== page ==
The Insurgence of Menswear via Technology

The Insurgence of Menswear via Technology

Fifteen years ago, there was no Twitter to help users follow their favorite brands in real time; no Facebook to keep them updated about the latest boutiques. Growing up in Connecticut meant my access to the fashion industry was limited to what the mall was selling;  luckily, we could also turn to the glossies for inspiration. Brick-and-mortar stores were, and always had been, limited to those who could access them within driving distance. Social media has not only changed the way we currently keep in touch with our best pals across the country, but it essentially revolutionized the way brands are able to acquire a following—often eerily reminiscent to the cult-like following of Charles Manson–and reach the masses in every crevice around the globe.

These days, it seems as though the blogosphere is more saturated than ever. It can take hours to weed through dot coms before getting to that perfect street style shot that gives a designer the inspiration he needs for his next collection. With platforms that allow users to express their feelings through multiple mediums—with much ease yet zero cost—an influx of fashionistas began spewing out content quicker than they could survey the floor at Barneys. To quote one of the many tweets by the widely popular bar Blind Barber, “Grandma is the only person I know without a fashion blog.”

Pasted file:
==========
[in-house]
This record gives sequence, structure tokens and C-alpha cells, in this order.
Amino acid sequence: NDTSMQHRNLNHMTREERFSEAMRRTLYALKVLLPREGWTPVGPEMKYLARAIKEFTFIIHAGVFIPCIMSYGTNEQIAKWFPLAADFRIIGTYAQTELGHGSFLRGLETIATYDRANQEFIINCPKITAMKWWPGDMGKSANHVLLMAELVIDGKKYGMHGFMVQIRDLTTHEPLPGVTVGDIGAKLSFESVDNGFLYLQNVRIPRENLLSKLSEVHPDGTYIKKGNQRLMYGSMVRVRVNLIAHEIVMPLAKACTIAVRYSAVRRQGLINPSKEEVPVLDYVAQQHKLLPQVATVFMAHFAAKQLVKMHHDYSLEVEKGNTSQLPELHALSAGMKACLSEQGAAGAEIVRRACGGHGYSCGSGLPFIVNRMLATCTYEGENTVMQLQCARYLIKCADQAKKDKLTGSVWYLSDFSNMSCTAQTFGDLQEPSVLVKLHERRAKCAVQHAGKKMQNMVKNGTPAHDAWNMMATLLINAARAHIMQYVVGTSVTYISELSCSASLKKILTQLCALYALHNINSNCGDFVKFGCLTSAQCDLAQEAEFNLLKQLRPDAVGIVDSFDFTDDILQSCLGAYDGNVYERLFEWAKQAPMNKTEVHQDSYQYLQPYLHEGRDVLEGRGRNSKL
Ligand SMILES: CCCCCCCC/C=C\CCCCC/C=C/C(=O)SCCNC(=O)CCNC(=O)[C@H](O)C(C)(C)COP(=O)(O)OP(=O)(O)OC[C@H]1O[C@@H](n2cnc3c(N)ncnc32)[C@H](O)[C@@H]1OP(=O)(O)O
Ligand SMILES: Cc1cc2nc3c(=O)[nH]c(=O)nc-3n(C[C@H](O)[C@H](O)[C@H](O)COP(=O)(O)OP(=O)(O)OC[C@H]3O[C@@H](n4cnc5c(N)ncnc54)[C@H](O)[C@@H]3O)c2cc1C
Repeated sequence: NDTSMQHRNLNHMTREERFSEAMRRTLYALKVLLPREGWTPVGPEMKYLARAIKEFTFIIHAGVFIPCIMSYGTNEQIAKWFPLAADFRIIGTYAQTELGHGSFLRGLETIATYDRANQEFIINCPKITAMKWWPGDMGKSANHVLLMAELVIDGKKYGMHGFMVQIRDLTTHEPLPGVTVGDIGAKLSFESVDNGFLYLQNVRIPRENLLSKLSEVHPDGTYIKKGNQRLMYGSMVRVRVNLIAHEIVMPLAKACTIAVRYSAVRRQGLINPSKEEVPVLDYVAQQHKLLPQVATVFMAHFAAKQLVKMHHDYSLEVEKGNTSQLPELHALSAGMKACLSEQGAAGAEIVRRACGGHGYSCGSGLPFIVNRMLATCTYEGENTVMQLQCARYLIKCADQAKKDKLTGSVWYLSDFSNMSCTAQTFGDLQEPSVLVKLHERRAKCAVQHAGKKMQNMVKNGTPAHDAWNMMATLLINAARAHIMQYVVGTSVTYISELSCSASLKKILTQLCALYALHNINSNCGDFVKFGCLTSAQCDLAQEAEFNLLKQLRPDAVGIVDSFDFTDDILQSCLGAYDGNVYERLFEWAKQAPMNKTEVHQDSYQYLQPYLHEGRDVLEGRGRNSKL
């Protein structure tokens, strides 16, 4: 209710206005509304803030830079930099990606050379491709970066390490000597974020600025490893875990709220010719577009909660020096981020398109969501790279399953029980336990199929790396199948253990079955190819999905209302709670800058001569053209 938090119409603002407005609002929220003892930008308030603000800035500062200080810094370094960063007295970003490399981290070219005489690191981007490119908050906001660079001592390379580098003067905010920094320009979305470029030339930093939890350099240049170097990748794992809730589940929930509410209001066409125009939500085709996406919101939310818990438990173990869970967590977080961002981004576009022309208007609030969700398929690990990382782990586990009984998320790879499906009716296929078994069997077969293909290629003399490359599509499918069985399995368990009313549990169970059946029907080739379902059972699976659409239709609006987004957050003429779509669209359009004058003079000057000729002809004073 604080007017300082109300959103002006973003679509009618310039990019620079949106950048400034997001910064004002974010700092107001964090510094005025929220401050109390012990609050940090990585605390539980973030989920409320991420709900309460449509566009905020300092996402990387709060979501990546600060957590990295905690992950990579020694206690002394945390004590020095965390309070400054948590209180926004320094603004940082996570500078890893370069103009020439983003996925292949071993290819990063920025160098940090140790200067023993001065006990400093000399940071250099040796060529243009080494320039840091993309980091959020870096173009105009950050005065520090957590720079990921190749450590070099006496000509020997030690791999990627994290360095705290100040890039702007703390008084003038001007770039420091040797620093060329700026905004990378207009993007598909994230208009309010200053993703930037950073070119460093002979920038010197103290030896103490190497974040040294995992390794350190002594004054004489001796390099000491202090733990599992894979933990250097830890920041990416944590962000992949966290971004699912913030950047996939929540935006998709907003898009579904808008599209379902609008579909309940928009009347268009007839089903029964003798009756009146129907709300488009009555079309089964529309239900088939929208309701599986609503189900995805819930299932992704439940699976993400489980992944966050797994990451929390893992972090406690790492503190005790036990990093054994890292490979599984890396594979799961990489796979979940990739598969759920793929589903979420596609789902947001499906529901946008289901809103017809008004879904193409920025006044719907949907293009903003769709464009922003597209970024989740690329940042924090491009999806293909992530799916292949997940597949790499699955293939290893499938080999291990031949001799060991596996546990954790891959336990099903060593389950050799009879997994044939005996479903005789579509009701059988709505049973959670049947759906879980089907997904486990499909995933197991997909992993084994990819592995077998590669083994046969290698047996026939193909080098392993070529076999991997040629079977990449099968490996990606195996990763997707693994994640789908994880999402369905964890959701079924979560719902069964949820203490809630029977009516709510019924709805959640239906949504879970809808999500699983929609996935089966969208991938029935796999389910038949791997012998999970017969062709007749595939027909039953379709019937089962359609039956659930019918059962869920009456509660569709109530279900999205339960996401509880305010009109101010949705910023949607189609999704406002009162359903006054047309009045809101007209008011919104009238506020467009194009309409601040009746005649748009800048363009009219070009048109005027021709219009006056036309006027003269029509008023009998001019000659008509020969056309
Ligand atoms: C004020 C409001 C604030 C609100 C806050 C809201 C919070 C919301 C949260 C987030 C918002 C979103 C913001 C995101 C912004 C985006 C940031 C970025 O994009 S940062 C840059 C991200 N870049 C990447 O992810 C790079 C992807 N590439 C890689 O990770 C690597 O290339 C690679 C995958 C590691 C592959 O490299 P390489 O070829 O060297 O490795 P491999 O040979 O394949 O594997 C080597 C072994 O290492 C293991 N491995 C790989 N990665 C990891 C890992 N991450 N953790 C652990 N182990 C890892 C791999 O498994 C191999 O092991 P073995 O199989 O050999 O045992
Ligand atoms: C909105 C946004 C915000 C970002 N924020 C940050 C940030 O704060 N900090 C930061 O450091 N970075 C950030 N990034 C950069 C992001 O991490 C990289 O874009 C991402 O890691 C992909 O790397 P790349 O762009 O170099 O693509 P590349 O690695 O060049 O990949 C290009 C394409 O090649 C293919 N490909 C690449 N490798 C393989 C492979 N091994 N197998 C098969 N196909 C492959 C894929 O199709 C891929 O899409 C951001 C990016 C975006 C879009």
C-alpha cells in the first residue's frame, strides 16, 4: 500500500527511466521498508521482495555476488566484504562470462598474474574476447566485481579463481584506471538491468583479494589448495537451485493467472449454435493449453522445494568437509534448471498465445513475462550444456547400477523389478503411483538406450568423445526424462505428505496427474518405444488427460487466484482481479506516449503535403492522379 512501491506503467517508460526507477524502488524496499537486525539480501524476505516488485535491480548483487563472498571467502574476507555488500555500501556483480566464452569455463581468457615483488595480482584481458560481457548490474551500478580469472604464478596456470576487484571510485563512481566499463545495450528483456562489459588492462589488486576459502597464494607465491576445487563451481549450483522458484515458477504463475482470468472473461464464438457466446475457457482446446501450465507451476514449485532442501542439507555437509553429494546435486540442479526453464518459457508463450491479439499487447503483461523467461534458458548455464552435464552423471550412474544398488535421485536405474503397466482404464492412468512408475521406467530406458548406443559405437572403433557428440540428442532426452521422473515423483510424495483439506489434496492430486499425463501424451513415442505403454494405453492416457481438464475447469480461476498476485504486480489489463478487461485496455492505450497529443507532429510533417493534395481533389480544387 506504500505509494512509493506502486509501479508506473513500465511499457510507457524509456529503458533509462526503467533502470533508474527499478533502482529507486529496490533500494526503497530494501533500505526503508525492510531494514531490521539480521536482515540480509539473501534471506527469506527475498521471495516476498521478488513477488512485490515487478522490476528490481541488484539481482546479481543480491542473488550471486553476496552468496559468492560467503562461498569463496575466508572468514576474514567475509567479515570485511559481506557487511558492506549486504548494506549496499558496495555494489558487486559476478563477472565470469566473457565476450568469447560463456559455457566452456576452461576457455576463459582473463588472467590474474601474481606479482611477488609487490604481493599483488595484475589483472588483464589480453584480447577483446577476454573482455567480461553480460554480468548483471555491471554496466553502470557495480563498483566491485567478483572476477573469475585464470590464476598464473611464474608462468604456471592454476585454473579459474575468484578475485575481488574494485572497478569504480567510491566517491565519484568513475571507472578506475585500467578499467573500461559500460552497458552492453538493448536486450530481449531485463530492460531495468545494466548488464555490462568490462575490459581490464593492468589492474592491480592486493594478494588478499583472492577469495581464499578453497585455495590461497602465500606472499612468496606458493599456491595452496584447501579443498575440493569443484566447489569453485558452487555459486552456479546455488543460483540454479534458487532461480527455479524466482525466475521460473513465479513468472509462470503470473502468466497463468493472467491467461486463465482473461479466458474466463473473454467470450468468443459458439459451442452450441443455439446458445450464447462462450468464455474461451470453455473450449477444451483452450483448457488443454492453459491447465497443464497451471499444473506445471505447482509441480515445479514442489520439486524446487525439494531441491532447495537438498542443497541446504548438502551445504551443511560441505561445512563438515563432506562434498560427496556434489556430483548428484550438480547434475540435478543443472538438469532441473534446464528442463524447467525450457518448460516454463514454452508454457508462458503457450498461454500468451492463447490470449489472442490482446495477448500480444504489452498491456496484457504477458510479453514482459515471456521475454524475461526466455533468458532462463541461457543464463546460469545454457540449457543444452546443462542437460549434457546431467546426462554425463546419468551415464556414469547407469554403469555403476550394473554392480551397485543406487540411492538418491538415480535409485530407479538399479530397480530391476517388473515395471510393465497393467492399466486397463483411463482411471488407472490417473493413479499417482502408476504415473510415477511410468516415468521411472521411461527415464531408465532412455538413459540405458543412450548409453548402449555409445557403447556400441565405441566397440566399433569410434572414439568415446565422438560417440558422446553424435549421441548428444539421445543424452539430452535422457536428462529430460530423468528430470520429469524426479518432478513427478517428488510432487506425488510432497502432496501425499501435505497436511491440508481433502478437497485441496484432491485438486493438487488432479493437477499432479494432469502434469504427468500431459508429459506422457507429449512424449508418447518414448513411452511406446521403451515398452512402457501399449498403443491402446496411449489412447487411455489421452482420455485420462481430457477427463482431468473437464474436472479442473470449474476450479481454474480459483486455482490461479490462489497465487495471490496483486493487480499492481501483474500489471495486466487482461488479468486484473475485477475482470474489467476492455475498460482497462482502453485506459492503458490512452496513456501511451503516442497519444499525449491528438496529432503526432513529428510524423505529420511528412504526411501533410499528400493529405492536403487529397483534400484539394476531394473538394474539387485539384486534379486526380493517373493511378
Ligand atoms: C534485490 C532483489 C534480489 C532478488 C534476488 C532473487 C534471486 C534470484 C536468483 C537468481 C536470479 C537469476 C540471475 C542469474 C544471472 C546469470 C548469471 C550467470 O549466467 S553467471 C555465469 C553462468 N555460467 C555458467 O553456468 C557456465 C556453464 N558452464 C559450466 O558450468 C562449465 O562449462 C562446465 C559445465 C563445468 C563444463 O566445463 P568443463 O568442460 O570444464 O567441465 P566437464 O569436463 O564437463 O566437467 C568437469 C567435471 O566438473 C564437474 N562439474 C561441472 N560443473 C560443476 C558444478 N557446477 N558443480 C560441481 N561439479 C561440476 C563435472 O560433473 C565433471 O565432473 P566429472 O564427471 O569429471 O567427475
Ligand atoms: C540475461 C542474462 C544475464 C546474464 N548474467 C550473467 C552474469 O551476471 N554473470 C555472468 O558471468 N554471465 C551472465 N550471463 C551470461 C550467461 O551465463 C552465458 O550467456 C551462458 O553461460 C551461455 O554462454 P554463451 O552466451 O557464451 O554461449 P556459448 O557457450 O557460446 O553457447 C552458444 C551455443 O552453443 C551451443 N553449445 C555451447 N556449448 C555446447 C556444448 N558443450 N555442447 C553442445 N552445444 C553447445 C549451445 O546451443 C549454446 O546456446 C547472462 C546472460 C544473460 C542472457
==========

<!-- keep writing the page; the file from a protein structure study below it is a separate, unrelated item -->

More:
As of late, cyberspace has begun to see an insurgence of menswear. In The Oral History of Menswear Blogging, Michael Bastian says, “There are these guys in their 20s, straight guys in their 20s, who are very obsessive about their clothes. It’s so fascinating to me because I never realized this group of guys existed, who follow designers and clothing like a lot of guys might follow baseball. And it’s not an affront to their masculinity at all.” The reality is that this group of aforementioned guys has been able to utilize the internet to effectively create entire brands—opening up many doors not only for themselves, but also for the slew of rolled-slacks wearing gentlemen that would follow.

These #menswear bros who promote brands on their sites are living proof of how crucial social media can be to not only establishing, but growing one’s brand. Three years ago, Justin Bridges of Tucked was suiting himself up every day to face the mean streets of Wall, working for Goldman Sachs. Shortly after launching his successful WordPress, he is sitting pretty as the Menswear Assistant Buyer for a luxury retailer. He says, “Blogging gives you a platform to touch people that don’t interact with you in your immediate sphere. Social media provides a virtual path into the eyes of those you may never meet.” Justin was able to recognize immediately what would work, and what wouldn’t, in growing the Tucked brand. He started a Q&A series when launching efforts to link with the “fashion people” and pick their brains. In return, these people received free publicity. Not everyone is going to be a genius networker, but if approached correctly, networking opportunities often lead to friendships–and friends are as important in the fashion industry as water during a drought. He did not set out with a lengthy strategy or specific goals in mind, but he just started creating content. Ultimately, Justin saw that there was no defined formulation—he could create the rules himself—and in doing so, has created a brand that is taking the menswear world by storm. Mr. Tucked Style is just one example of the growing clan of #menswear guys who’ve refined the ability to build a brand revolving around social media.